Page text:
Dr. Maher Hathout, spokesperson for the Islamic Center of Southern California, and a leading Muslim inter-faith leader in the Los Angeles area, thinks that one of the ways the United States might break out of the “old paradigm” is to include American Muslims in the development of anti-terrorism policy.

According to most estimates there are more than 4 million Muslims in the United States today.

“Who has more to lose from terrorist acts [like those attributed to bin Laden] than ordinary Muslims? Terrorism puts us in a very difficult position. On the one hand, it kills Americans, our fellow countrymen. On the other, terrorism tends to scapegoat Islam, and puts people in Muslim countries in harm's way. We have more to gain from eliminating terrorism than anybody else, so why shouldn't we be included in the policy debate?” he asked in a recent radio interview.

Hathout is writing an open letter to the president calling for a public debate on anti-terrorism policy. In addition, several Muslim organizations, including MPAC, are planning to convene a conference on the subject in Washington, D.C., before the end of the year.

However, Joshua Muravchik, resident scholar at the American Enterprise Institute in Washington, D.C., finds himself less than impressed with the current Muslim reactions to the campaign against Osamma bin Laden.

“I'd be happy to see more Muslims denounce him,” he said. “What disturbs me is that, instead of denouncing extremists, most Muslim groups denounce the West for stereotyping.”

There's an easy way to stop the West from stereotyping Muslims, said Muravchik.

“Make more noise about how repugnant you find what these extremists stand for; how angry you are about what they do; how serious the misrepresentation of Islam is that they pose. I just find most Muslim spokespeople grudging, finally, in their denunciations.”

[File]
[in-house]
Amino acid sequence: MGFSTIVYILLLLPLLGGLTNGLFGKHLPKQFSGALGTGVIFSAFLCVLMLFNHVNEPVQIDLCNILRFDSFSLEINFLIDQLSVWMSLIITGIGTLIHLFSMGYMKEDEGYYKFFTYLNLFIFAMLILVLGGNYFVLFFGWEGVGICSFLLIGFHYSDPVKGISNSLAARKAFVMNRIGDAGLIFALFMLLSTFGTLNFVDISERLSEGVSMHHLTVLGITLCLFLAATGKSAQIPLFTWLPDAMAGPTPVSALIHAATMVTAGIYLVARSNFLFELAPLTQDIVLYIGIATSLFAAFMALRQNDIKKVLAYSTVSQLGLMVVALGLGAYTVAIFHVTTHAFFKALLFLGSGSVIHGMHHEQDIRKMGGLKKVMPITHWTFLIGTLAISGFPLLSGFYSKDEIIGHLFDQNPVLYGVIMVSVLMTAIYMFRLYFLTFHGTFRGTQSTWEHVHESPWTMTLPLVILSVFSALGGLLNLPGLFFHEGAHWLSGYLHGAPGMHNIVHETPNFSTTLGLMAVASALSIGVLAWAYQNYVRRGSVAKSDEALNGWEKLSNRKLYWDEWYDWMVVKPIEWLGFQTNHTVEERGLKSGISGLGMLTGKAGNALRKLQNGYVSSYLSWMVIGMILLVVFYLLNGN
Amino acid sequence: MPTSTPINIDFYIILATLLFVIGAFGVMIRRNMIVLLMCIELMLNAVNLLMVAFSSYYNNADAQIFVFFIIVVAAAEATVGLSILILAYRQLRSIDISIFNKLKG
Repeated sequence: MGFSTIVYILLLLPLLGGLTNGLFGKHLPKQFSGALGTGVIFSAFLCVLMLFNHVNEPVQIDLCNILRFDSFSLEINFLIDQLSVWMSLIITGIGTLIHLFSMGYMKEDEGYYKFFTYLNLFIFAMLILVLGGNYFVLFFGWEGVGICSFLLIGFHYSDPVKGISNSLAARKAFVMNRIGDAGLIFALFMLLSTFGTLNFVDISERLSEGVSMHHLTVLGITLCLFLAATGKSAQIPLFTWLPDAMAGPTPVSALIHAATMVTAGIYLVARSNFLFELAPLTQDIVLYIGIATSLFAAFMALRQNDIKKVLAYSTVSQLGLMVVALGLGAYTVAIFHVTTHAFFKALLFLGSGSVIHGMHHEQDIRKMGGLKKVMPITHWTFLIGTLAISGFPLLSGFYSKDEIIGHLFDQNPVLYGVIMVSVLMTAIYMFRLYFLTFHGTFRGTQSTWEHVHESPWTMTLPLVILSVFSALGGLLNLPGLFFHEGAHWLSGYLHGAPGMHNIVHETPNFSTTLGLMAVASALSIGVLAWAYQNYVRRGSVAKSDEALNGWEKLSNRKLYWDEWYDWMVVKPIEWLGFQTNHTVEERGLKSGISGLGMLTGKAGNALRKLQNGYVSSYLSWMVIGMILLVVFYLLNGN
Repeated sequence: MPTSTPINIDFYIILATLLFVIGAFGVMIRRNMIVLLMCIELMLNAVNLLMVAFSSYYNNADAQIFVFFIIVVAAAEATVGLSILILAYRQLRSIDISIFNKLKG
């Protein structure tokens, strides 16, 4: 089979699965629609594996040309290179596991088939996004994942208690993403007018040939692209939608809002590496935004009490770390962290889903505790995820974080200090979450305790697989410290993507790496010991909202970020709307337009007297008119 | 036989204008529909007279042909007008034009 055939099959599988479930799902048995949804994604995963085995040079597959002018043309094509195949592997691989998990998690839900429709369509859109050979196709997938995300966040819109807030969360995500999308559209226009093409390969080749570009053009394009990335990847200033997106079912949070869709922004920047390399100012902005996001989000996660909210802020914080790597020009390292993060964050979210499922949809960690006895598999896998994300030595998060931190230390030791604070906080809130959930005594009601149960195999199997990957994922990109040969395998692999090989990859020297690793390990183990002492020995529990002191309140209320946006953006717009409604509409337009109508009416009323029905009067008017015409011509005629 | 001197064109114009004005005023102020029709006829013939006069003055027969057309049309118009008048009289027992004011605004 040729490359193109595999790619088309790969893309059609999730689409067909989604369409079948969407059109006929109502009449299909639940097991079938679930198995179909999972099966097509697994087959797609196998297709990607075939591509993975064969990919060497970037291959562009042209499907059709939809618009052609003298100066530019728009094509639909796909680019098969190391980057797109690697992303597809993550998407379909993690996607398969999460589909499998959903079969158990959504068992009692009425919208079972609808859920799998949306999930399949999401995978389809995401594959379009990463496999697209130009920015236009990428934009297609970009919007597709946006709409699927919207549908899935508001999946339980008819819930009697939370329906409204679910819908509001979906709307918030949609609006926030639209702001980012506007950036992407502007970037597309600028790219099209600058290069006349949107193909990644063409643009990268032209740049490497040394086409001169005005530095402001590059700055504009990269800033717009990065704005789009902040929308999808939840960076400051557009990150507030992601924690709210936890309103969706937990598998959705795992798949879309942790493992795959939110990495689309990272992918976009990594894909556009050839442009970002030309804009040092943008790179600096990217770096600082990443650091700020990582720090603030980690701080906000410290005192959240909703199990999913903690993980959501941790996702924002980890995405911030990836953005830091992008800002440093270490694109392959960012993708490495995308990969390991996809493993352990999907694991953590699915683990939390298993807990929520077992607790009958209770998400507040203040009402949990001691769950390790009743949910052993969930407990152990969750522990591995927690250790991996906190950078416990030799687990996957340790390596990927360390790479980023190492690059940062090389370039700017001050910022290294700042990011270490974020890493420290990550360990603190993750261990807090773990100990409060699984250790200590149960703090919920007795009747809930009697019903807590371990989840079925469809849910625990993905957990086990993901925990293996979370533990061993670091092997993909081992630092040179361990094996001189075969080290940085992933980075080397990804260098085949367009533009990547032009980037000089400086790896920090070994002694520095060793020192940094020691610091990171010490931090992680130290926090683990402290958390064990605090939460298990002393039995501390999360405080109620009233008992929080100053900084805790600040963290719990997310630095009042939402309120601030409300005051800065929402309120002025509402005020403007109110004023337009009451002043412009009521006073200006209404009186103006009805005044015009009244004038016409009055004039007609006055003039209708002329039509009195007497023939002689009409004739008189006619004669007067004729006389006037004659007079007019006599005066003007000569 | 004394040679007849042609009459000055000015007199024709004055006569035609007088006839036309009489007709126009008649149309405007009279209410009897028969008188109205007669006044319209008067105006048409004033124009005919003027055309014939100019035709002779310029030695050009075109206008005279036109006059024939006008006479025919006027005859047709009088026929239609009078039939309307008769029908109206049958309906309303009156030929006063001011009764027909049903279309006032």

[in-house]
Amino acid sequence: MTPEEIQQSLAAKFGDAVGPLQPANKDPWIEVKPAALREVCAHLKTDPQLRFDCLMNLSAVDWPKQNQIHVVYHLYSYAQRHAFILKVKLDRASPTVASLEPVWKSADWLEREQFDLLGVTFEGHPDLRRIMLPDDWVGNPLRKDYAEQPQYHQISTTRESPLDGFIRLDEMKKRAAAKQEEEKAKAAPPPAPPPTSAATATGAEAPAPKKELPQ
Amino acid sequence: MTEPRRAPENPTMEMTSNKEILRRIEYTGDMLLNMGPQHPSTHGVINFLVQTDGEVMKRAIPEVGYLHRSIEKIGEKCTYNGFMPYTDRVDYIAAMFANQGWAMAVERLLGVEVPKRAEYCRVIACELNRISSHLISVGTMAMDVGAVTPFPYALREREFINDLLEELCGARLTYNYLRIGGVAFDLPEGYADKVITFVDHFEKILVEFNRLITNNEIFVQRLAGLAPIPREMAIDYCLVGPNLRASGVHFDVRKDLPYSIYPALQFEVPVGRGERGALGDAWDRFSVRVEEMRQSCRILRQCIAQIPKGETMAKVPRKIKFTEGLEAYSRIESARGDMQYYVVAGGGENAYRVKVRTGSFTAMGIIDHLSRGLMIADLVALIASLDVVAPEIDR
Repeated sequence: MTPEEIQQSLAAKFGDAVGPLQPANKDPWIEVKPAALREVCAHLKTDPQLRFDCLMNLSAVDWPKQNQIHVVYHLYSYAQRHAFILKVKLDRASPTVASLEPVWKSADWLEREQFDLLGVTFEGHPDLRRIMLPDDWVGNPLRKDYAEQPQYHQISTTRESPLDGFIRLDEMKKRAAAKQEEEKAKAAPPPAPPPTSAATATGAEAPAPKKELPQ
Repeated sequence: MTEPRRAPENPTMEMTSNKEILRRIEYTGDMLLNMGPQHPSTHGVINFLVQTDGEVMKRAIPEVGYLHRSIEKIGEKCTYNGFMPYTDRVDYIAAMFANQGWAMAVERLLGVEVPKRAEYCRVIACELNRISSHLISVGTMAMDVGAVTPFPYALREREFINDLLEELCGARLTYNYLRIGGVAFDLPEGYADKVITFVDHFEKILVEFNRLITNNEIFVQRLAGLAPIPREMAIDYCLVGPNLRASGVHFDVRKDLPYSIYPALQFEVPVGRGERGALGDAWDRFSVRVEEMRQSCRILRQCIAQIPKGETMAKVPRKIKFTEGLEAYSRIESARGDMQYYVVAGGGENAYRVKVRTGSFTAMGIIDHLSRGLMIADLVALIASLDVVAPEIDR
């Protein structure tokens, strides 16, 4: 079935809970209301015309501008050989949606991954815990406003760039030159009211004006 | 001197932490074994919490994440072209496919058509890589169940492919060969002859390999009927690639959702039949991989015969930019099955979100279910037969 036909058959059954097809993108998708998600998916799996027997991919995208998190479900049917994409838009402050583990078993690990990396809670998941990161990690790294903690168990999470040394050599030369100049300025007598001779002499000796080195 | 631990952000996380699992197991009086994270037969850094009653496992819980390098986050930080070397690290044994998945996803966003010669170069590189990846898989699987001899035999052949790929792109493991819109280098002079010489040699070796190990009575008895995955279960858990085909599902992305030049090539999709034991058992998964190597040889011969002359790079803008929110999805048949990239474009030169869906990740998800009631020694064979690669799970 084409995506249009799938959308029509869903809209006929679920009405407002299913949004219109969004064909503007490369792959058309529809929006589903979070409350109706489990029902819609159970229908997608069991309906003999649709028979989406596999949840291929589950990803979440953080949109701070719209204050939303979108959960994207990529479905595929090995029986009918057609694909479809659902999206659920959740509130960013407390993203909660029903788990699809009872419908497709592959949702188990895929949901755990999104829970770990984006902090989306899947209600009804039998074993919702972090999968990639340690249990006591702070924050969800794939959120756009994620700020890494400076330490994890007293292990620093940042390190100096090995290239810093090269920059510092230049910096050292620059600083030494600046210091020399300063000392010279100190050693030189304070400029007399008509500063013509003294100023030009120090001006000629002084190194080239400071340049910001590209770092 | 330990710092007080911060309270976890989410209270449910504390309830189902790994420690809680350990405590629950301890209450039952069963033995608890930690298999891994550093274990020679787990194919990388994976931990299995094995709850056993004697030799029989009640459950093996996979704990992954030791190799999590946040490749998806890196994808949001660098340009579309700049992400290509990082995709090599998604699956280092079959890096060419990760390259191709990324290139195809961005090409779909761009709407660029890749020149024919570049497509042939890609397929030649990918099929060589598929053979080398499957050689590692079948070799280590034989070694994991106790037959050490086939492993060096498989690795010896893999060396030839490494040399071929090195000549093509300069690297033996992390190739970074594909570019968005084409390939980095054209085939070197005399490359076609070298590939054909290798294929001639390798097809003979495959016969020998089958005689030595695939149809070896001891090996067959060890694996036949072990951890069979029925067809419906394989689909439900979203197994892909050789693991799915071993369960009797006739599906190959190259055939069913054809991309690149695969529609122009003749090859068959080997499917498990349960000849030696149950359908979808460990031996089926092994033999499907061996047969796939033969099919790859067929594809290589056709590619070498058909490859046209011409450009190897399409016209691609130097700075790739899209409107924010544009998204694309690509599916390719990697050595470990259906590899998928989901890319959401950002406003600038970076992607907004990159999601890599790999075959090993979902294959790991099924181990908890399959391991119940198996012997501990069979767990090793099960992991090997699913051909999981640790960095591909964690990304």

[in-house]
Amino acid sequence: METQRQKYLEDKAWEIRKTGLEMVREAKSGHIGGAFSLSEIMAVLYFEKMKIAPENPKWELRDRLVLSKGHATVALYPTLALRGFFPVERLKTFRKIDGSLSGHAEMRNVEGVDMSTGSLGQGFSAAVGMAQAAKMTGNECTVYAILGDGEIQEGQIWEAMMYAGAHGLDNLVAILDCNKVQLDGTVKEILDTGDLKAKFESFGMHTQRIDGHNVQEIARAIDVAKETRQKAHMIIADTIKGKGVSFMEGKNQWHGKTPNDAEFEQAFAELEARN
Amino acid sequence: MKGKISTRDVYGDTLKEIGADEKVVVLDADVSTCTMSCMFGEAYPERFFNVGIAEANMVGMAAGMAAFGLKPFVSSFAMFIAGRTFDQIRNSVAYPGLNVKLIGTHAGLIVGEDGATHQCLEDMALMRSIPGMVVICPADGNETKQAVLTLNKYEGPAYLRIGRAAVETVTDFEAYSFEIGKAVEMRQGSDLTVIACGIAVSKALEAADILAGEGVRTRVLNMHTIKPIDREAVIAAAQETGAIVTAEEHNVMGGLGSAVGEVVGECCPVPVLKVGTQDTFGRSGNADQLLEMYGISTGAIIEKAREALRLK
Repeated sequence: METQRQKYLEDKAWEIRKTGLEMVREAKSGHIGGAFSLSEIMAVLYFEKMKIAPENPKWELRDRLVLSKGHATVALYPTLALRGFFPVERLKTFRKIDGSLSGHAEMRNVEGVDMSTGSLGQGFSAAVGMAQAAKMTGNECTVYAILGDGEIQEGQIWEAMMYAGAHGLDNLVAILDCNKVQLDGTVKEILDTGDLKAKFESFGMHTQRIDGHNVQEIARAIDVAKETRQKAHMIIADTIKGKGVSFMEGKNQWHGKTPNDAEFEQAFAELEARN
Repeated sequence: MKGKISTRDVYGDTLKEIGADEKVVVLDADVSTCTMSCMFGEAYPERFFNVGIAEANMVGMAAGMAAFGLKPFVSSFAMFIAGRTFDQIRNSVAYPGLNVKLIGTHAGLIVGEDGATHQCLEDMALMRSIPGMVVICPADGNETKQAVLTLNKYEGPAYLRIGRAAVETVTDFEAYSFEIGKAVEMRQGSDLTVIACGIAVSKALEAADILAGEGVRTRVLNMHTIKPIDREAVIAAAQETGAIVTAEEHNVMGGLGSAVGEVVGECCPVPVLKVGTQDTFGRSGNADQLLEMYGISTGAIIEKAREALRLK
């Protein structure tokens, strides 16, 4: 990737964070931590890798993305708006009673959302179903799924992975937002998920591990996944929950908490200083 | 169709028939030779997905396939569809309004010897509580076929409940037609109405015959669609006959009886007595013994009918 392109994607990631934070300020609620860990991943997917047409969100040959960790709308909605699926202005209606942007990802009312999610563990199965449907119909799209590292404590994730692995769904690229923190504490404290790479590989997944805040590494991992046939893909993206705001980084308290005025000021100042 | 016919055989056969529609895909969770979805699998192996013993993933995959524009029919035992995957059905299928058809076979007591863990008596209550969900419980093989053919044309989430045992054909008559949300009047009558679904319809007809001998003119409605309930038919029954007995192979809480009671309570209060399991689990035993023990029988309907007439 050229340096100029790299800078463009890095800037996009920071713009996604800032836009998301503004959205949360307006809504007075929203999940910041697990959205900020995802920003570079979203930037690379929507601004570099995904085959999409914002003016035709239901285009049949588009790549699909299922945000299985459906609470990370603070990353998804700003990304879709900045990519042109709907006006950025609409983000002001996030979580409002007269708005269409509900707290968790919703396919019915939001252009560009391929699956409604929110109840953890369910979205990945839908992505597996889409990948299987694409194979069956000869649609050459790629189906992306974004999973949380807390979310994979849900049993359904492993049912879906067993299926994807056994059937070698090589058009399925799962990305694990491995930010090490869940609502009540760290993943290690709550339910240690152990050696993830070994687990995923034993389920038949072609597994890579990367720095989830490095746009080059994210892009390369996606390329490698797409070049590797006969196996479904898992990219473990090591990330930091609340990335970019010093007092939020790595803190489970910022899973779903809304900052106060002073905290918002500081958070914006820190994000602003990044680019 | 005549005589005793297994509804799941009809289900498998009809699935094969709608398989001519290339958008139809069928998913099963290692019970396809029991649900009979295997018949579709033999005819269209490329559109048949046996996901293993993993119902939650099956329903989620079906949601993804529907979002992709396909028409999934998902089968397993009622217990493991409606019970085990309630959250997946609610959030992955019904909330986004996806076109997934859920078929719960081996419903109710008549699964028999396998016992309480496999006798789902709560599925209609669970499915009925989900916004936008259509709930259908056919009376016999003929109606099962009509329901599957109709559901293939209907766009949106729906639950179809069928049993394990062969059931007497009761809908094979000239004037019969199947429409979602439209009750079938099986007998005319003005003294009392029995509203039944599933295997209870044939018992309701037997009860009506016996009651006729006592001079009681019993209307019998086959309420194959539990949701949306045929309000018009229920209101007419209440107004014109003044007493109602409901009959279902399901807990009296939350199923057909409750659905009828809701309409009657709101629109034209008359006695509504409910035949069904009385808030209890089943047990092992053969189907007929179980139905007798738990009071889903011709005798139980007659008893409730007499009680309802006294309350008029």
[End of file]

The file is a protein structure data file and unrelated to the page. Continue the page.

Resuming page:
But Muravchik agrees the recent U.S. air strikes are “worthless if they're not part of a broader policy.”

“I think that it will be necessary to combine fighting terrorism with making a maximum effort to cultivate forces in the Islamic world that share certain basic civilizational assumptions with us,” he said.

“I have to imagine that encouraging the development of democratic values in the Islamic world is a big part of that.”

For Christian Brother David Carroll, assistant to the secretary general of the New York-based Catholic New East Welfare Association (CNEWA), empowering majorities in the Muslim world to reject violence is the key to solving the terrorism dilemma.

“It's really a matter of moral suasion,” said Brother Carroll. “Not air strikes.”

Brother Carroll pointed to the example of Northern Ireland.

“We couldn't just ‘write off’ the nationalist groups that were violent,” he said. “They were part of the problem, they needed to be part of the solution. Eventually the desire of the majority for peace, and the majority's disillusionment with violence, compelled the extremists to come to the table.”

Now that much of the Irish Republican Army mainstream has been persuaded to join the peace process through patient dialogue, Carroll said, “the cranks can be effectively isolated.”

The same goes for the Middle East, he said.

The Palestine Liberation Organization (PLO) was long considered a terrorist group, but today they form the basis of the Palestine Authority and negotiate with the government of the state of Israel, he pointed out.

“There's no easy way to bring such developments about,” he said. “Certainly not by knocking out military dormitories and shooting ranges in a Third World country.”

“The process of long, sustained dialogue — that's the crucial element.”

Paradoxically, Carroll sees a potential opening for dialogue in the aftermath of the U.S. air strikes on Sudan and Afghanistan.

“There's a window of opportunity now for Western leaders to sit down with the regime in Khartoum,” he said. The long-isolated Sudanese regime of Hassan al-Turabi issued an invitation Aug. 24 for United Nations officials and other international leaders to inspect the damaged pharmaceutical plant in Khartoum that the United States contends was used to make precursors for chemical warfare.

“A lot will depend on how the West responds,” he said. “There's a chance here to start a process that might help moderate this regime. I just hope we seize it,” he said.

Gabriel Meyer writes from Los Angeles.